Last Sunday I showed black and white images of Magnolia Grandiflora, and Bill from Brisbane asked me for colour versions. Well, here they are (any colour as long as it’s white, well, sort of white). I thought that black and white was a good means of hiding the typical rust blemishes that these flowers seem to get. Some discoloration from the stamen, some for other reasons.
In the picture below, one can also see the brownish underside of the leathery leaves.
Magnolia Grandiflora, Seedpod
Genevieve and Angels
In such angelic company, smiles come naturally. Stained glass artist Genevieve Berthet is surrounded by her “Angels with an Attitude” at the Titirangi market last weekend. Her trade name is “Heavenly Glass“, and as you can see in the picture below, it is not easy to keep those colourful angels from twirling and dancing in the light.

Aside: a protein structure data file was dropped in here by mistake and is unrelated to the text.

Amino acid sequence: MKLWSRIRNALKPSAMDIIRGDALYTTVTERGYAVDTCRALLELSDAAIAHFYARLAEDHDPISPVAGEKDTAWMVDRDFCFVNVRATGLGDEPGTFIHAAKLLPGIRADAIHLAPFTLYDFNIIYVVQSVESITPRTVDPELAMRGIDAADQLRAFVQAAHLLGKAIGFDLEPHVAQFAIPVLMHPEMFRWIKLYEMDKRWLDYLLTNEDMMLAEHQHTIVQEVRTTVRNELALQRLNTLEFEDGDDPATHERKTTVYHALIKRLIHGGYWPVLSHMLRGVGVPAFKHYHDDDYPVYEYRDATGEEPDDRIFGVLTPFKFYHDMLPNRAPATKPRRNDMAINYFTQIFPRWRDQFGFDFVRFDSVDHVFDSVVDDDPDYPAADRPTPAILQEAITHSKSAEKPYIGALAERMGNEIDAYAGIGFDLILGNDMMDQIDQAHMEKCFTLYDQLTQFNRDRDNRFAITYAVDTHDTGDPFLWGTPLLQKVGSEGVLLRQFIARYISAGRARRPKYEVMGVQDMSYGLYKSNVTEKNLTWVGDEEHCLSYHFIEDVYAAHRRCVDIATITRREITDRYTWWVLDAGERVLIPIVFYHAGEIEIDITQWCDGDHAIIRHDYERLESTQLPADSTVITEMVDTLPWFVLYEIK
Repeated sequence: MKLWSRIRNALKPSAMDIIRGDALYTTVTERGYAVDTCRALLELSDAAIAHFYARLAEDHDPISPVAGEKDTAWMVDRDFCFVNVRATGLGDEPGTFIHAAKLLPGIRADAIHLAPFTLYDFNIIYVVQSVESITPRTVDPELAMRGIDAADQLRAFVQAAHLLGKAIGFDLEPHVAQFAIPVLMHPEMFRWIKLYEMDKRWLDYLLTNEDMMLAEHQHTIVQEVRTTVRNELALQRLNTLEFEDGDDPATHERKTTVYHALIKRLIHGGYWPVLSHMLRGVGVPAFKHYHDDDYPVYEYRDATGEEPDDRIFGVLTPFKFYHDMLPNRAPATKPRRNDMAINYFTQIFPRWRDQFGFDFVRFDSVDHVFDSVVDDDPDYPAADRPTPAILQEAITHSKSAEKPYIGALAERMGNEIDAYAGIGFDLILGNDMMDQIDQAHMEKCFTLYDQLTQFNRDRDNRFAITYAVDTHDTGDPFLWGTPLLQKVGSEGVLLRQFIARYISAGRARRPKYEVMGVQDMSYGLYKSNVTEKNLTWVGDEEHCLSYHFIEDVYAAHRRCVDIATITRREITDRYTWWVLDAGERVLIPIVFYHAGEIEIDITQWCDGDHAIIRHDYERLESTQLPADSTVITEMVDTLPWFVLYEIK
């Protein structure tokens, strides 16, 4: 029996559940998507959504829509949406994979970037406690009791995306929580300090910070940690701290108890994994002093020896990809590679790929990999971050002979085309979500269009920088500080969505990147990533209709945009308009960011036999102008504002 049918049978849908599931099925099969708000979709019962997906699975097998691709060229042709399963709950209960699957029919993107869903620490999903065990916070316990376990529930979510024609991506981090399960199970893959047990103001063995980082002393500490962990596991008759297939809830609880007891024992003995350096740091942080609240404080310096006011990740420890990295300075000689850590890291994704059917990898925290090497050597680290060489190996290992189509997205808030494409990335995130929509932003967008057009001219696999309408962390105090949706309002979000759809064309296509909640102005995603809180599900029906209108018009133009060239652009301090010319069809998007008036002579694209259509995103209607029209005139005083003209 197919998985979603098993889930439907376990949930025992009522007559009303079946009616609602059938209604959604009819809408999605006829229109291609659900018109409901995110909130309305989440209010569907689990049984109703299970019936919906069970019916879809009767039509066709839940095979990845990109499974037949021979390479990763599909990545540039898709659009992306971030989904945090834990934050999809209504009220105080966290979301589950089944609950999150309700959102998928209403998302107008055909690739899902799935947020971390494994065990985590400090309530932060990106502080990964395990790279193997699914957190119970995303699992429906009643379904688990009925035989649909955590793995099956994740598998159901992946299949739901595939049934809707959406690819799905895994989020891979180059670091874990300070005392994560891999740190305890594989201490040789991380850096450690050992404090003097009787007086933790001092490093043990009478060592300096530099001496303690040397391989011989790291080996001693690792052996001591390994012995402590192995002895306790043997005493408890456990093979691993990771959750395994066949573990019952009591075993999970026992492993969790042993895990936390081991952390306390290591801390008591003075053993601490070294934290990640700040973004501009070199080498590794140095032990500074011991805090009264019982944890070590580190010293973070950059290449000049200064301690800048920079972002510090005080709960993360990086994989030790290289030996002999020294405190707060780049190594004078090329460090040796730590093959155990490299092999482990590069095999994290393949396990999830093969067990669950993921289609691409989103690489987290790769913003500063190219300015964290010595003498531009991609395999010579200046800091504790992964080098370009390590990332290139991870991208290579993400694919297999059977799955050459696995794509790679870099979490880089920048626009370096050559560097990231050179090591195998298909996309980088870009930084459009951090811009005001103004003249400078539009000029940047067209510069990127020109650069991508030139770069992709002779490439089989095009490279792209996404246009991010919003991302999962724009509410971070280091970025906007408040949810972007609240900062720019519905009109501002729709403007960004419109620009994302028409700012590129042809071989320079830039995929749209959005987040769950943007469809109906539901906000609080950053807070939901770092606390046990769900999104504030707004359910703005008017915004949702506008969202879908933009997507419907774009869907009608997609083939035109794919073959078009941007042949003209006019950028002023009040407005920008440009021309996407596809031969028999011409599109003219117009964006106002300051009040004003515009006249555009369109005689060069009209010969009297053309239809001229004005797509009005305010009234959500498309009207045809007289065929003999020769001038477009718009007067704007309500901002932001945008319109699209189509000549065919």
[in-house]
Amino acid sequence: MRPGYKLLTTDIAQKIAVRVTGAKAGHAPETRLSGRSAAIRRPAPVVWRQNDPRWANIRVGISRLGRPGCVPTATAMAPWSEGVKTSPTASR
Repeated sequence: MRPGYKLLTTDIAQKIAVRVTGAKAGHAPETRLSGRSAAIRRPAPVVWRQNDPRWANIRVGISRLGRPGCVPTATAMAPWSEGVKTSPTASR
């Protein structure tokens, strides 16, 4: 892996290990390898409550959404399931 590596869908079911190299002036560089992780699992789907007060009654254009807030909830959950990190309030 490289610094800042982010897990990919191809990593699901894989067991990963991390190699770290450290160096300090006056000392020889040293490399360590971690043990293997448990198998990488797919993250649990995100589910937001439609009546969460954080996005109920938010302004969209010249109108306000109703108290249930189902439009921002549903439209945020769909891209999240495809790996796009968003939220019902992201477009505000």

Born in Switzerland, Genevieve came to New Zealand 12 years ago, “with a few countries in between”.
A Flock of Heavenly Glass Angels
1320 Kiwis by Donna Sarten
As you enter the exhibition room at Corban Estate Arts Centre in Henderson, you are greeted by a fine display of a wall full of terracotta kiwis. Lined up in columns of 4 and 2, it is easy to get a count – and here lies the rub. If you knew that the artist is Donna Sarten, or if you checked on the label for the display, you would have known that there are more sinister things in store than just 1320 kiwis on a joyful parade. And if your eyesight is good enough, or you finally put on your glasses for a closer look, you will find depressing text written on the individual kiwis.
The title of the work is “New Zealand’s Roll of Shame“, with the explanatory text: “From 1900 to 2011 approx. 1320 New Zealand children have died at the hands of their parents or caregivers.”
While the figure of 1320 is by necessity an estimate, the scale of the work rams home the size of a problem that has been in our news too often in recent years.
Using a pretty picture to highlight anything but.
Food for thought.
Part of an exhibition by CEAC artists (The Deep End of the Mud Hole), finishing on April 10.